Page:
Making Mid-Century Modern Again

The Fig Tree Pocket House by Bligh Graham Architects plays with Brisbane’s mid-century modern history, and brings the distinctive era into the modern day.

Adapted to accommodate three energetic boys, the new flow of this house creates light and space – in a modern take on mid-century modern!

Lucy Feagins

The Fig Tree Pocket House by Bligh Graham Architects.Photo – Toby Scott.

A modern take on Brisbane mid-century. Photo – Toby Scott.

The renovation brought natural light into the home. Photo – Toby Scott.

The architects exposed the beams to celebrate the history of the building, Photo – Toby Scott.

The kitchen looks out to the garden. Photo – Toby Scott.

Rich tones and polished wood offer a series mood to the breezy home. Photo – Toby Scott.

Indoor/outdoor living. Photo – Toby Scott.

Playtime in the garden. Photo – Toby Scott.

Ample room for running around. Photo – Toby Scott.

Photo – Toby Scott.

Lucy Feagins
19th of March 2019

The owners of this Brisbane home approached Daniel Hall of Bligh Graham Architects to renovated their family house, to accommodate three energetic young boys and bring light into the space. Daniel explains that the concept was to ‘pare back the previous poorly executed renovation works’ and re-emphasise the strong bones of the original structure. Putting the modern back into mid-century!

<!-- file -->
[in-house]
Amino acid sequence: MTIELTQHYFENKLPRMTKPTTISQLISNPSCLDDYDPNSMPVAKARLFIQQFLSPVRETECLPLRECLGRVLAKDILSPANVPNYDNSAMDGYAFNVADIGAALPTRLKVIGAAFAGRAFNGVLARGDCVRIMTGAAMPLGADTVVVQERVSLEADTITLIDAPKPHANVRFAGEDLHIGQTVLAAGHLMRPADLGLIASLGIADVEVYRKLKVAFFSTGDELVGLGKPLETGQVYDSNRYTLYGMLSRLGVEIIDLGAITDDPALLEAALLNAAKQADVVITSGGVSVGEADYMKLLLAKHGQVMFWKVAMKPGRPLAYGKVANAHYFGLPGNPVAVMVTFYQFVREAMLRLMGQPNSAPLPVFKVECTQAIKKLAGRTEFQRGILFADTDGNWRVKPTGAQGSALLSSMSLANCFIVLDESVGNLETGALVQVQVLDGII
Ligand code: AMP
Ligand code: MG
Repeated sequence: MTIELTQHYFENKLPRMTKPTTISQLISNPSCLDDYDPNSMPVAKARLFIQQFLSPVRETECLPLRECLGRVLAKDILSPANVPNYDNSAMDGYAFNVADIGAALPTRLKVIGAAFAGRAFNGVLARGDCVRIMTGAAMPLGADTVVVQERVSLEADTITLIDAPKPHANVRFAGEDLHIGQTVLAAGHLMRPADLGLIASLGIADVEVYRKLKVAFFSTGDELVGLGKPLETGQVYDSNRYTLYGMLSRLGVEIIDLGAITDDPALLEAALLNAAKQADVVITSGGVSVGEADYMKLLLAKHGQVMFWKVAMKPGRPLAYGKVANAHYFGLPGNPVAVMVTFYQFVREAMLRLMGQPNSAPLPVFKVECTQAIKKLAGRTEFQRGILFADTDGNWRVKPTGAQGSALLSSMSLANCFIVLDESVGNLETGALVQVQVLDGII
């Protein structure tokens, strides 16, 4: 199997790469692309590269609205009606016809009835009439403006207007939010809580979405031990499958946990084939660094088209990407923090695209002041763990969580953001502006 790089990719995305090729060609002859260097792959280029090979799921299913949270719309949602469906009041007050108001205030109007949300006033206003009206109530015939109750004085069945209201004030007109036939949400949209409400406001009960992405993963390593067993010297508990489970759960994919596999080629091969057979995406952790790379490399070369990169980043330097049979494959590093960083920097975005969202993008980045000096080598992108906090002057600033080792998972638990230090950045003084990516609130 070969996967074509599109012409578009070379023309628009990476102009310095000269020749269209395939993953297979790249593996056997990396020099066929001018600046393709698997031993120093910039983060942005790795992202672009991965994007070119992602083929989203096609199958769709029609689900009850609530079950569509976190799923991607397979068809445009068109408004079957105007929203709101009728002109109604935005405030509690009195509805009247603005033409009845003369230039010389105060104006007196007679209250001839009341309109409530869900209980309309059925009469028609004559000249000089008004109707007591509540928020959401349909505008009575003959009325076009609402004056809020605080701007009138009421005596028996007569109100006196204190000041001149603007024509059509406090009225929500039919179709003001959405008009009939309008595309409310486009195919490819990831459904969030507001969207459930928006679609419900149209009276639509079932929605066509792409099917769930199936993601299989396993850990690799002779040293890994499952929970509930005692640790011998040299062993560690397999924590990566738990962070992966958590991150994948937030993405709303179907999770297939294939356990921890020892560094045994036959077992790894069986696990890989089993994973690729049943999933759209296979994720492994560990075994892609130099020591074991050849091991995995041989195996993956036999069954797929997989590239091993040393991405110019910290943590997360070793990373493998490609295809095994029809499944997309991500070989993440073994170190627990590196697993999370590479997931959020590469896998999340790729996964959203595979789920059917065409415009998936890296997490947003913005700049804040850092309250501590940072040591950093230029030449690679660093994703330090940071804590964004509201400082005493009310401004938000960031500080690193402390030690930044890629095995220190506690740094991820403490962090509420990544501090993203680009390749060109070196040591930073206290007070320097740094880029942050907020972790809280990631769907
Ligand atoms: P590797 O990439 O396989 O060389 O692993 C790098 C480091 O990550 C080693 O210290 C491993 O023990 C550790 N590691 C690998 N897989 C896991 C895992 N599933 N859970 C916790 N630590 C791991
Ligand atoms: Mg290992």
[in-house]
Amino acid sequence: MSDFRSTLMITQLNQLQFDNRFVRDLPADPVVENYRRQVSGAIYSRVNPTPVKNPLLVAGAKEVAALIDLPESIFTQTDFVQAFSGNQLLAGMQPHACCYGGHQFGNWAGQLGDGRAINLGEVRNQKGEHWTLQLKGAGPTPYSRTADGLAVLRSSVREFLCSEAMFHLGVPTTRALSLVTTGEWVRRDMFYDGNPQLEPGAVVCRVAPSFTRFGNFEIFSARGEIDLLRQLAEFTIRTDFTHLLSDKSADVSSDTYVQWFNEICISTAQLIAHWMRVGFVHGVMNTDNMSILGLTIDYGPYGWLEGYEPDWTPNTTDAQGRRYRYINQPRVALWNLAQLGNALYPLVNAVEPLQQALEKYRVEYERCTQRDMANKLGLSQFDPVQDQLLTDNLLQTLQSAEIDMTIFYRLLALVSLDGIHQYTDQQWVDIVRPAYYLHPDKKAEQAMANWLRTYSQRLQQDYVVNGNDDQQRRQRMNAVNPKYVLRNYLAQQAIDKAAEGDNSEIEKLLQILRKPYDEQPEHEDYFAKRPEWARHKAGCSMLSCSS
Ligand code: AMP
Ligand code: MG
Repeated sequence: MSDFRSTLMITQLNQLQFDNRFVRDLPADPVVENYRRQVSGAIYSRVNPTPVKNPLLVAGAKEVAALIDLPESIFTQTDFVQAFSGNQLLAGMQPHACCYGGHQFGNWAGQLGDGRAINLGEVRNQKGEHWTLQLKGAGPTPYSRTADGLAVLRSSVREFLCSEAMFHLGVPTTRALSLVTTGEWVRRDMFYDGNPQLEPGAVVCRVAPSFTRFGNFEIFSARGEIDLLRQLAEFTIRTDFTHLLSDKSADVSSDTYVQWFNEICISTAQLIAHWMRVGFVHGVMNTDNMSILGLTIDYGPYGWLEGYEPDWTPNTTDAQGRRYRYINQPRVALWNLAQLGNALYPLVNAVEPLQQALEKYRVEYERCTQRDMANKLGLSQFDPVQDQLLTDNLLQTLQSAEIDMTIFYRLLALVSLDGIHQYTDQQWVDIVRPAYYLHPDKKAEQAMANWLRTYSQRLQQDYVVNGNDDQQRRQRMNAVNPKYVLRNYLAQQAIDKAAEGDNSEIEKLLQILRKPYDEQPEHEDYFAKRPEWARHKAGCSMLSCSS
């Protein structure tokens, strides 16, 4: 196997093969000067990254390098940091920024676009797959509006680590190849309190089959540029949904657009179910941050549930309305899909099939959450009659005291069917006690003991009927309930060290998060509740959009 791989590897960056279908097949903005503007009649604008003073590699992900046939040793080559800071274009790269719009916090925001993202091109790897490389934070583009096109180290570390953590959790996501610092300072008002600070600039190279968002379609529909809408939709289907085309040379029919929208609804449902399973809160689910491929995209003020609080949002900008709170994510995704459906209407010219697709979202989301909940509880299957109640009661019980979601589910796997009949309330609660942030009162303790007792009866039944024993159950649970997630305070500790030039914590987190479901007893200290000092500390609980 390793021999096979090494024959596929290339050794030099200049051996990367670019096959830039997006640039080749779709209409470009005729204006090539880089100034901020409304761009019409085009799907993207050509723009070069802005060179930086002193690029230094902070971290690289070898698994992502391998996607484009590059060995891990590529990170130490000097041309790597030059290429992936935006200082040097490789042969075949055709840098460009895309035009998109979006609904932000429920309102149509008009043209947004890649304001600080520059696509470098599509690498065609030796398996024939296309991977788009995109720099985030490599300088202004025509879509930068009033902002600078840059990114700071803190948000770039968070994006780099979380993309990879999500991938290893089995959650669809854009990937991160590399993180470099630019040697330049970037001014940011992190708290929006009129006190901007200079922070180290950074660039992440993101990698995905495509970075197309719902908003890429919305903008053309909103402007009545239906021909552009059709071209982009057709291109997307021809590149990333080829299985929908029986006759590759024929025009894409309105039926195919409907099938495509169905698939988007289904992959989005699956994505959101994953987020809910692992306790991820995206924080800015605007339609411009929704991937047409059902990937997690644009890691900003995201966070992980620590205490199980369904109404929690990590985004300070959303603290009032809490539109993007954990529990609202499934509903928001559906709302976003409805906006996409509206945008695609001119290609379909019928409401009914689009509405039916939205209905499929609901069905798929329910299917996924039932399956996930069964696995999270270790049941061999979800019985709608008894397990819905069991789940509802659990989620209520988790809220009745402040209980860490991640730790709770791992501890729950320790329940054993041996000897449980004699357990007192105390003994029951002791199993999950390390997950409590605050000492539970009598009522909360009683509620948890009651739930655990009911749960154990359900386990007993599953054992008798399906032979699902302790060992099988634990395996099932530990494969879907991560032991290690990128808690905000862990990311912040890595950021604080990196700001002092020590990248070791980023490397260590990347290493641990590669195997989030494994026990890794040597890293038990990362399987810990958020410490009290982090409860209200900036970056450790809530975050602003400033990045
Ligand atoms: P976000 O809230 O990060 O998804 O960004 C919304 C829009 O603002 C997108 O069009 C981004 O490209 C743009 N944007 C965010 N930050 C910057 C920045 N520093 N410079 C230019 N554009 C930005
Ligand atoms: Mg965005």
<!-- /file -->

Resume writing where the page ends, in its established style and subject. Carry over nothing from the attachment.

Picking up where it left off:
The new design avoids mimicking the original planning, but rather ‘creates a new relationship to the exterior and new Northern garden court’ Daniel describes. The house has been opened up, with the kitchen as a central anchor, that looks out to the dining room, terrace, garden, deck and Brisbane river beyond. Natural light now floods through the home, thanks to lifted ceilings and generous new openings.

The success of this project is in the balance between protecting the mid-century legacy and identity of the building, while updating the home, in terms of environmental standards and contemporary living conditions. Once the linings of the home were removed, Daniel explains that ‘the original house was discovered to be very poorly built’ and major structural works were required. While initially frustrating, this presented an opportunity to express the existing hardwood rafters and a new plywood ceiling.

The interior detailing introduced by the architect is also a deliberate reference to the mid-century heritage of the building. Hand built solid timber and copper joinery is both aesthetically appropriate to the era, and emphasises the handcrafting expertise of the time.

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